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Biologics Feature

Source: Wikimedia Commons and PainDoctorUSA

Zimmer Biomet APS Kit Offers Better Pain Relief for Knee OA

Tracey Romero • Fri, January 5th, 2018

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Zimmer Biomet Holdings, Inc. announced in a recent press release the results from the PROGRESS II Trial on the safety and efficacy of autologous protein solution prepared with its nStride APS Kit for treating osteoarthritis (OA) of the knee. The study titled “Clinical Outcomes of Knee Osteoarthritis Treated With an Autologous Protein Solution Injection: A 1-Year Pilot Double-Blinded Randomized Controlled Trial”, which originally appeared in The American Journal of Sports Medicine in October 2017, showed that solutions prepared with the kit offer significant improvement in pain, and has a comparable safety to saline.

In this prospective, randomized, double-blind, saline-controlled pilot study, the researchers used the nStride APS (autologous protein solution) Kit to concentrate anti-inflammatory cytokines and growth factors from a sample of the patient’s blood into the autologous protein solution so it can be delivered back to the patient through an intra-articular injection into the knee joint.

A total of 46 patients with unilateral, mild to moderate symptomatic knee osteoarthritis pain from four trial sites across Europe were enrolled in the trial and randomized to receive either a single injection of APS prepared by the nSTRIDE APS kit (n = 31) or a single injection of saline (n = 15).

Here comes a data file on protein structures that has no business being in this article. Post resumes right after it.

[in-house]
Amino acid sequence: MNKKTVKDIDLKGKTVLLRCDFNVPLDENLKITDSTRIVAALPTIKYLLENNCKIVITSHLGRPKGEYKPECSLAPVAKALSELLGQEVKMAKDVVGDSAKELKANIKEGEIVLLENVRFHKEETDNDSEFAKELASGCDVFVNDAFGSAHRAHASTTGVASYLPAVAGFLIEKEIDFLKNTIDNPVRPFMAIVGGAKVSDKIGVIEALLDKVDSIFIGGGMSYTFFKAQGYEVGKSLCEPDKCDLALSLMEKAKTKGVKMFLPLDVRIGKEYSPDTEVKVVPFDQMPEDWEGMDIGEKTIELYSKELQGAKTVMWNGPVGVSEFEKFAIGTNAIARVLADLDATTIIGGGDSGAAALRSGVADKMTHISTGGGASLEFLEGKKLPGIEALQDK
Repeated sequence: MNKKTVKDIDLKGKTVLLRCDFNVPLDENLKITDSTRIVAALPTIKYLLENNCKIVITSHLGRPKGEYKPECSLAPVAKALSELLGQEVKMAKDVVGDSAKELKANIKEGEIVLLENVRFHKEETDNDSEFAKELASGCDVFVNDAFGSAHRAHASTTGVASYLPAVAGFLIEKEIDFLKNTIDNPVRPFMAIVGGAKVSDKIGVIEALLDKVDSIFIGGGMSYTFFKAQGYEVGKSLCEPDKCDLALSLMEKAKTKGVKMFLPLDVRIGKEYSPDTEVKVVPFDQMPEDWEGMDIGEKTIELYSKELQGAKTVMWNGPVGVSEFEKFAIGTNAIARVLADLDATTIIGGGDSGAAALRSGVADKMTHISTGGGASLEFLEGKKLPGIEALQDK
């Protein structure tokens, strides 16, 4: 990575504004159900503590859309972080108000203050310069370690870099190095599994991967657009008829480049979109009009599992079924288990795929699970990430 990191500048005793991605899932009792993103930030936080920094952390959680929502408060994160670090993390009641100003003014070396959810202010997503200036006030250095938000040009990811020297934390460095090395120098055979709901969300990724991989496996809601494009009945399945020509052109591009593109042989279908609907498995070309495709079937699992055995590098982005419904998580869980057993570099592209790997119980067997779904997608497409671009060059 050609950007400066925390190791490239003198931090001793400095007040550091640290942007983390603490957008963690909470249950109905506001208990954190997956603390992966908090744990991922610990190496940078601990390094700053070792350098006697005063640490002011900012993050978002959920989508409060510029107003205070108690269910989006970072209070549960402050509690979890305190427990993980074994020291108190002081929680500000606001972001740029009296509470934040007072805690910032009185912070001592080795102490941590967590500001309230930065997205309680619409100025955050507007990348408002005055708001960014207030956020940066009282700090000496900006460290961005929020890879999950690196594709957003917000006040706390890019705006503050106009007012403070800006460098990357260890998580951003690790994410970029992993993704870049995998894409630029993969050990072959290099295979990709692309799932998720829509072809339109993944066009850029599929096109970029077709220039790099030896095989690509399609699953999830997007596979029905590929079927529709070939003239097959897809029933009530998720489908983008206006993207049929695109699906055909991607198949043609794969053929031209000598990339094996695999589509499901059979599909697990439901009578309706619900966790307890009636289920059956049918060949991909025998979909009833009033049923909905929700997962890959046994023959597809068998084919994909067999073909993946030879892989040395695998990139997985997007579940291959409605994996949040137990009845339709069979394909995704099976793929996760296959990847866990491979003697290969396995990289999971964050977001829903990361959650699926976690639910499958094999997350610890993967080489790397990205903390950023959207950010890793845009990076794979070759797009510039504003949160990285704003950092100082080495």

Both patient-reported outcomes and adverse events were measured at two weeks, one month, three months, six months and 12 months after the injection. Visual Analog Scale (VAS), the Western Ontario and McMaster Universities Osteoarthritis Index (WOMAC) and the Knee Injury and Osteoarthritis Outcome Score (KOOS) were used to measure clinical effectiveness. X-ray and magnetic resonance imaging (MRI) were also taken at baseline and again at three and 12 months after the injection.

According to the press release, patients in the APS group had a 65% change in WOMAC pain score from baseline to 12 months compared to the 41% change seen in the saline group (p = .02). Using the VAS, the APS group had a 49% improvement compared to a 13% improvement in the saline group (p = .06). In addition, no serious adverse events were seen either related to the procedure or to the device.

“Inflammation is a critical factor in the pain and cartilage breakdown associated with knee osteoarthritis, and research has established that APS derived from the patient’s whole blood contains a host of powerful anti-inflammatory and anabolic proteins,” said Elizaveta Kon, M.D., associate professor, Humanitas University, Milan, Italy, and lead investigator of the PROGRESS II trial, in a press release.

Currently the nSTRIDE APS Kit is not commercially available in the United States, but holds the CE Mark in Europe and is approved as the APS Kit in Japan. The PROGRESS IV trial is currently enrolling patients and the PROGRESS V trial is being conducted in Europe.

Zimmer Biomet, headquartered in Warsaw, Indiana, is a global leader in musculoskeletal healthcare. For more information, visit here.

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